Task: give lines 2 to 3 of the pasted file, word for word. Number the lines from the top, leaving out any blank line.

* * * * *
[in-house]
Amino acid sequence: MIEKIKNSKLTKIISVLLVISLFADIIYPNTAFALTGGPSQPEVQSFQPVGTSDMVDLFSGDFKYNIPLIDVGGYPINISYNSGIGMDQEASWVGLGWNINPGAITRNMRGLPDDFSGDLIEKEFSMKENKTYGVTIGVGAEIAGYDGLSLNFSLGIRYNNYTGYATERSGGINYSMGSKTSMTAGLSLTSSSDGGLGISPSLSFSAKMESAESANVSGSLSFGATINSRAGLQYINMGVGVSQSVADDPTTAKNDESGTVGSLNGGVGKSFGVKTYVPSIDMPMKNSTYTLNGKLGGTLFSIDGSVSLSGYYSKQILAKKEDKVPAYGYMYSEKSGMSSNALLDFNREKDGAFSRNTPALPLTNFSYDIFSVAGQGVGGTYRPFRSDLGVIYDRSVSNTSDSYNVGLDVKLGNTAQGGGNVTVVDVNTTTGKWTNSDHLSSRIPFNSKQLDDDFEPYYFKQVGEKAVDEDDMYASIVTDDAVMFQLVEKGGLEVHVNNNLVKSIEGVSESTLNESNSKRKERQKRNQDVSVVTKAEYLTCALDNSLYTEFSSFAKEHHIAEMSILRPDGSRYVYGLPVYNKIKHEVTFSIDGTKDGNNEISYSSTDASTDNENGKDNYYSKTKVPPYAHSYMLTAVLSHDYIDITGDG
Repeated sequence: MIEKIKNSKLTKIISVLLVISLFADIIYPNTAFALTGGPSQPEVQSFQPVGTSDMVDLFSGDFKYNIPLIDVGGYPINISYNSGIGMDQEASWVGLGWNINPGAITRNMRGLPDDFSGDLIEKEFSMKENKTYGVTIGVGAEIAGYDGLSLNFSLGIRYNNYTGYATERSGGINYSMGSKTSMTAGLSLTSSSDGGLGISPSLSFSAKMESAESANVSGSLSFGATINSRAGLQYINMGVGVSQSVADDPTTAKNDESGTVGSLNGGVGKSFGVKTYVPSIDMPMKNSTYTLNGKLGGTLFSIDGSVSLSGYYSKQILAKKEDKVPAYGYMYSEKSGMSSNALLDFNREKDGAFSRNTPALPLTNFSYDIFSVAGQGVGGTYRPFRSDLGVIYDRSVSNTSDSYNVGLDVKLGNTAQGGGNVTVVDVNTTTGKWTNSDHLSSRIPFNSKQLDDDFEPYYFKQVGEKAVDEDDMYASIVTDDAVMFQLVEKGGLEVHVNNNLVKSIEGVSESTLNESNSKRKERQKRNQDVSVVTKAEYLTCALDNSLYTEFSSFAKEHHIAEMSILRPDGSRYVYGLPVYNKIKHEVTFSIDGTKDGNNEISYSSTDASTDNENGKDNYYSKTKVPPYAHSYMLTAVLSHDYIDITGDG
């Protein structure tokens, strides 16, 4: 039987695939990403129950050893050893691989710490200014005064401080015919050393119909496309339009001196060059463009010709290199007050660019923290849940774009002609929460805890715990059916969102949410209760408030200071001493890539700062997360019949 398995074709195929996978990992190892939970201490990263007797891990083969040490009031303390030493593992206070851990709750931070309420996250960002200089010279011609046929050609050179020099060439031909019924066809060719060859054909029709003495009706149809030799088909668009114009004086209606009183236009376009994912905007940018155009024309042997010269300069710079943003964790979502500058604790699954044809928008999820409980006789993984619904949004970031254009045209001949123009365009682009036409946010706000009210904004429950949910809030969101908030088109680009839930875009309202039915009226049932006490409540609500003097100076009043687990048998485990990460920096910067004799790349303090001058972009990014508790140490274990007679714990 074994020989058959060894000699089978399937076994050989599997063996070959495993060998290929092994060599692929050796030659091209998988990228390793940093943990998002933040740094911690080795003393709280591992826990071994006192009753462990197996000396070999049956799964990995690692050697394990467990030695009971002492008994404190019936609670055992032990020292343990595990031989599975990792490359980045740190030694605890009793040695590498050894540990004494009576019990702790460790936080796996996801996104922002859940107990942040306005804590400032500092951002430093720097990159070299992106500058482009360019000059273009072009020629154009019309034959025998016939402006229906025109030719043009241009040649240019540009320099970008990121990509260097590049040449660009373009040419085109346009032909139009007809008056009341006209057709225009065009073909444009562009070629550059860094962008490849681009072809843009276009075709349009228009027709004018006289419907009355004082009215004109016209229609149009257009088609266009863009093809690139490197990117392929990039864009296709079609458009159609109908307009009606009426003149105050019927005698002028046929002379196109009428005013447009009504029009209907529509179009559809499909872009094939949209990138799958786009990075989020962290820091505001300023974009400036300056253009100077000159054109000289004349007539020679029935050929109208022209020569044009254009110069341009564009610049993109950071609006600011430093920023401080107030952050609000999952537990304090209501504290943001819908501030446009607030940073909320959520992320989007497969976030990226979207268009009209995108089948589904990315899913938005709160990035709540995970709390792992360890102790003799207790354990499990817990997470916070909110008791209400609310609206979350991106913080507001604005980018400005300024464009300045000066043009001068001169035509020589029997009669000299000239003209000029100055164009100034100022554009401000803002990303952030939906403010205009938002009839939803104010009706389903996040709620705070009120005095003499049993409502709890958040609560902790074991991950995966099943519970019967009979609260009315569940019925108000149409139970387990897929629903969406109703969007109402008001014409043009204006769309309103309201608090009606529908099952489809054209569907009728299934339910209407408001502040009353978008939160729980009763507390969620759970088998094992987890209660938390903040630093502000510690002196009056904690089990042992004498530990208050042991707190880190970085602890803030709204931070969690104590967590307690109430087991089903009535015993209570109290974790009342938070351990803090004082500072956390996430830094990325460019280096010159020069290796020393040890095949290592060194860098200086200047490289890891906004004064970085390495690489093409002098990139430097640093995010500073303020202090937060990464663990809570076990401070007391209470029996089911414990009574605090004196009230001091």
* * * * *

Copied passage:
Amino acid sequence: MIEKIKNSKLTKIISVLLVISLFADIIYPNTAFALTGGPSQPEVQSFQPVGTSDMVDLFSGDFKYNIPLIDVGGYPINISYNSGIGMDQEASWVGLGWNINPGAITRNMRGLPDDFSGDLIEKEFSMKENKTYGVTIGVGAEIAGYDGLSLNFSLGIRYNNYTGYATERSGGINYSMGSKTSMTAGLSLTSSSDGGLGISPSLSFSAKMESAESANVSGSLSFGATINSRAGLQYINMGVGVSQSVADDPTTAKNDESGTVGSLNGGVGKSFGVKTYVPSIDMPMKNSTYTLNGKLGGTLFSIDGSVSLSGYYSKQILAKKEDKVPAYGYMYSEKSGMSSNALLDFNREKDGAFSRNTPALPLTNFSYDIFSVAGQGVGGTYRPFRSDLGVIYDRSVSNTSDSYNVGLDVKLGNTAQGGGNVTVVDVNTTTGKWTNSDHLSSRIPFNSKQLDDDFEPYYFKQVGEKAVDEDDMYASIVTDDAVMFQLVEKGGLEVHVNNNLVKSIEGVSESTLNESNSKRKERQKRNQDVSVVTKAEYLTCALDNSLYTEFSSFAKEHHIAEMSILRPDGSRYVYGLPVYNKIKHEVTFSIDGTKDGNNEISYSSTDASTDNENGKDNYYSKTKVPPYAHSYMLTAVLSHDYIDITGDG
Repeated sequence: MIEKIKNSKLTKIISVLLVISLFADIIYPNTAFALTGGPSQPEVQSFQPVGTSDMVDLFSGDFKYNIPLIDVGGYPINISYNSGIGMDQEASWVGLGWNINPGAITRNMRGLPDDFSGDLIEKEFSMKENKTYGVTIGVGAEIAGYDGLSLNFSLGIRYNNYTGYATERSGGINYSMGSKTSMTAGLSLTSSSDGGLGISPSLSFSAKMESAESANVSGSLSFGATINSRAGLQYINMGVGVSQSVADDPTTAKNDESGTVGSLNGGVGKSFGVKTYVPSIDMPMKNSTYTLNGKLGGTLFSIDGSVSLSGYYSKQILAKKEDKVPAYGYMYSEKSGMSSNALLDFNREKDGAFSRNTPALPLTNFSYDIFSVAGQGVGGTYRPFRSDLGVIYDRSVSNTSDSYNVGLDVKLGNTAQGGGNVTVVDVNTTTGKWTNSDHLSSRIPFNSKQLDDDFEPYYFKQVGEKAVDEDDMYASIVTDDAVMFQLVEKGGLEVHVNNNLVKSIEGVSESTLNESNSKRKERQKRNQDVSVVTKAEYLTCALDNSLYTEFSSFAKEHHIAEMSILRPDGSRYVYGLPVYNKIKHEVTFSIDGTKDGNNEISYSSTDASTDNENGKDNYYSKTKVPPYAHSYMLTAVLSHDYIDITGDG